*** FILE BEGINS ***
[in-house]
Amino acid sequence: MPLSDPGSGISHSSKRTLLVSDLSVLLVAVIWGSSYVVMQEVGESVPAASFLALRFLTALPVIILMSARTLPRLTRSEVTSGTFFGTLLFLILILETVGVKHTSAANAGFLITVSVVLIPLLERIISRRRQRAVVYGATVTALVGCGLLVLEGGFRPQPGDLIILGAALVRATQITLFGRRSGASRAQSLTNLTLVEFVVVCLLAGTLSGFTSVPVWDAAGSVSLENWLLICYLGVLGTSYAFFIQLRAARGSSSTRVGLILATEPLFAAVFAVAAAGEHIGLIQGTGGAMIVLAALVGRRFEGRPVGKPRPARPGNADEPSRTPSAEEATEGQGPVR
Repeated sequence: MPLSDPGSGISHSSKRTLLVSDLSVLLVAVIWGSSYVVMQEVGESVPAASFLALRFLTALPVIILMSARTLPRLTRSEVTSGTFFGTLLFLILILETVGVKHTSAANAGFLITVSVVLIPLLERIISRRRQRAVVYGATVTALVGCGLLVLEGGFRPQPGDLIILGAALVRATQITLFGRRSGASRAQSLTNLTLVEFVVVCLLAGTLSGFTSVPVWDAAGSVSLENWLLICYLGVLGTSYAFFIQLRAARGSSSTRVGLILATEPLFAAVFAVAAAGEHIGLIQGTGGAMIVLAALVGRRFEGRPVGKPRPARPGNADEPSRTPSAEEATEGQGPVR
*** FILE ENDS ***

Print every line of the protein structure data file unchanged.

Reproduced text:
[in-house]
Amino acid sequence: MPLSDPGSGISHSSKRTLLVSDLSVLLVAVIWGSSYVVMQEVGESVPAASFLALRFLTALPVIILMSARTLPRLTRSEVTSGTFFGTLLFLILILETVGVKHTSAANAGFLITVSVVLIPLLERIISRRRQRAVVYGATVTALVGCGLLVLEGGFRPQPGDLIILGAALVRATQITLFGRRSGASRAQSLTNLTLVEFVVVCLLAGTLSGFTSVPVWDAAGSVSLENWLLICYLGVLGTSYAFFIQLRAARGSSSTRVGLILATEPLFAAVFAVAAAGEHIGLIQGTGGAMIVLAALVGRRFEGRPVGKPRPARPGNADEPSRTPSAEEATEGQGPVR
Repeated sequence: MPLSDPGSGISHSSKRTLLVSDLSVLLVAVIWGSSYVVMQEVGESVPAASFLALRFLTALPVIILMSARTLPRLTRSEVTSGTFFGTLLFLILILETVGVKHTSAANAGFLITVSVVLIPLLERIISRRRQRAVVYGATVTALVGCGLLVLEGGFRPQPGDLIILGAALVRATQITLFGRRSGASRAQSLTNLTLVEFVVVCLLAGTLSGFTSVPVWDAAGSVSLENWLLICYLGVLGTSYAFFIQLRAARGSSSTRVGLILATEPLFAAVFAVAAAGEHIGLIQGTGGAMIVLAALVGRRFEGRPVGKPRPARPGNADEPSRTPSAEEATEGQGPVR